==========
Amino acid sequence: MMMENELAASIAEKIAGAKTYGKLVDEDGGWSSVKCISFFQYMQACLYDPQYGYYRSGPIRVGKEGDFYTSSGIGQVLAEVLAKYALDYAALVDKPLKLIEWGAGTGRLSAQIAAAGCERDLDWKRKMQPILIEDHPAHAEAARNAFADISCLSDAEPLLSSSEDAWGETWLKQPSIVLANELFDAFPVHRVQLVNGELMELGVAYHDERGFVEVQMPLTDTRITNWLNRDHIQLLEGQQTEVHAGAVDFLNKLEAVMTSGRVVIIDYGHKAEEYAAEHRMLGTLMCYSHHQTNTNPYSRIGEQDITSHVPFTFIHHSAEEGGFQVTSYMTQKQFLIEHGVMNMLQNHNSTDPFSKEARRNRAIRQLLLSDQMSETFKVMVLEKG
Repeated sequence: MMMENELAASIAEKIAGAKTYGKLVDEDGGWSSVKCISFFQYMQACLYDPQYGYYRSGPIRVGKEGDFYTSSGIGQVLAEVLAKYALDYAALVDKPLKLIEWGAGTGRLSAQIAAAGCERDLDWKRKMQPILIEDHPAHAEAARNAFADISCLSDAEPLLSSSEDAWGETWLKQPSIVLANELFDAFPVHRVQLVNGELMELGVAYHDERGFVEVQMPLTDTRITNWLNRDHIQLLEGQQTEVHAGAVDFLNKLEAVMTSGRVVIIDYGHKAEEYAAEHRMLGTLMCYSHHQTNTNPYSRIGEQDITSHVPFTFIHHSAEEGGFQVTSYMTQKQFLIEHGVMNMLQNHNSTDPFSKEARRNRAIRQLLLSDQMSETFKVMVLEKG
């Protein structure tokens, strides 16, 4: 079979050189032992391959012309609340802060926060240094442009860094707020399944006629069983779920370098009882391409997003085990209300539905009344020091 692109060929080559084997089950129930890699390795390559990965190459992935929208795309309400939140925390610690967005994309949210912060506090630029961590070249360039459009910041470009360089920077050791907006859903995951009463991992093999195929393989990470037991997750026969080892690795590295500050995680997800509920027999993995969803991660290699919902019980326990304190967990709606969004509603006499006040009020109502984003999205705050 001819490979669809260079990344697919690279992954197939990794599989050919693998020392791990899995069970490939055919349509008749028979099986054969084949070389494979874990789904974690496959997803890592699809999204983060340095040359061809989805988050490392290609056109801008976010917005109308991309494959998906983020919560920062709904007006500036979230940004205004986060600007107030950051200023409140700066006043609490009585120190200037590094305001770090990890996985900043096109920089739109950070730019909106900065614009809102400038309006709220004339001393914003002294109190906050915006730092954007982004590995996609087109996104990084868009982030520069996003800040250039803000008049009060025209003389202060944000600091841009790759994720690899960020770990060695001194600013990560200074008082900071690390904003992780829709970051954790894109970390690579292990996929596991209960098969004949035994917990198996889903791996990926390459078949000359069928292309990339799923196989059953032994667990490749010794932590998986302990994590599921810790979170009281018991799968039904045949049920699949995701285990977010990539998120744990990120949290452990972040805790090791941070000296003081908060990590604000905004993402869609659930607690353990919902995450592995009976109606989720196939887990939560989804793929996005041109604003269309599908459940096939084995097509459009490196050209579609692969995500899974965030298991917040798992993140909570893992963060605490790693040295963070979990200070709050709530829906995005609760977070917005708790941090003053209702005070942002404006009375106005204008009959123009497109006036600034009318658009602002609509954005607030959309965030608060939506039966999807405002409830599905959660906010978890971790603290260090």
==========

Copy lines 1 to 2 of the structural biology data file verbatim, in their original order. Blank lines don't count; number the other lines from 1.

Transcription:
Amino acid sequence: MMMENELAASIAEKIAGAKTYGKLVDEDGGWSSVKCISFFQYMQACLYDPQYGYYRSGPIRVGKEGDFYTSSGIGQVLAEVLAKYALDYAALVDKPLKLIEWGAGTGRLSAQIAAAGCERDLDWKRKMQPILIEDHPAHAEAARNAFADISCLSDAEPLLSSSEDAWGETWLKQPSIVLANELFDAFPVHRVQLVNGELMELGVAYHDERGFVEVQMPLTDTRITNWLNRDHIQLLEGQQTEVHAGAVDFLNKLEAVMTSGRVVIIDYGHKAEEYAAEHRMLGTLMCYSHHQTNTNPYSRIGEQDITSHVPFTFIHHSAEEGGFQVTSYMTQKQFLIEHGVMNMLQNHNSTDPFSKEARRNRAIRQLLLSDQMSETFKVMVLEKG
Repeated sequence: MMMENELAASIAEKIAGAKTYGKLVDEDGGWSSVKCISFFQYMQACLYDPQYGYYRSGPIRVGKEGDFYTSSGIGQVLAEVLAKYALDYAALVDKPLKLIEWGAGTGRLSAQIAAAGCERDLDWKRKMQPILIEDHPAHAEAARNAFADISCLSDAEPLLSSSEDAWGETWLKQPSIVLANELFDAFPVHRVQLVNGELMELGVAYHDERGFVEVQMPLTDTRITNWLNRDHIQLLEGQQTEVHAGAVDFLNKLEAVMTSGRVVIIDYGHKAEEYAAEHRMLGTLMCYSHHQTNTNPYSRIGEQDITSHVPFTFIHHSAEEGGFQVTSYMTQKQFLIEHGVMNMLQNHNSTDPFSKEARRNRAIRQLLLSDQMSETFKVMVLEKG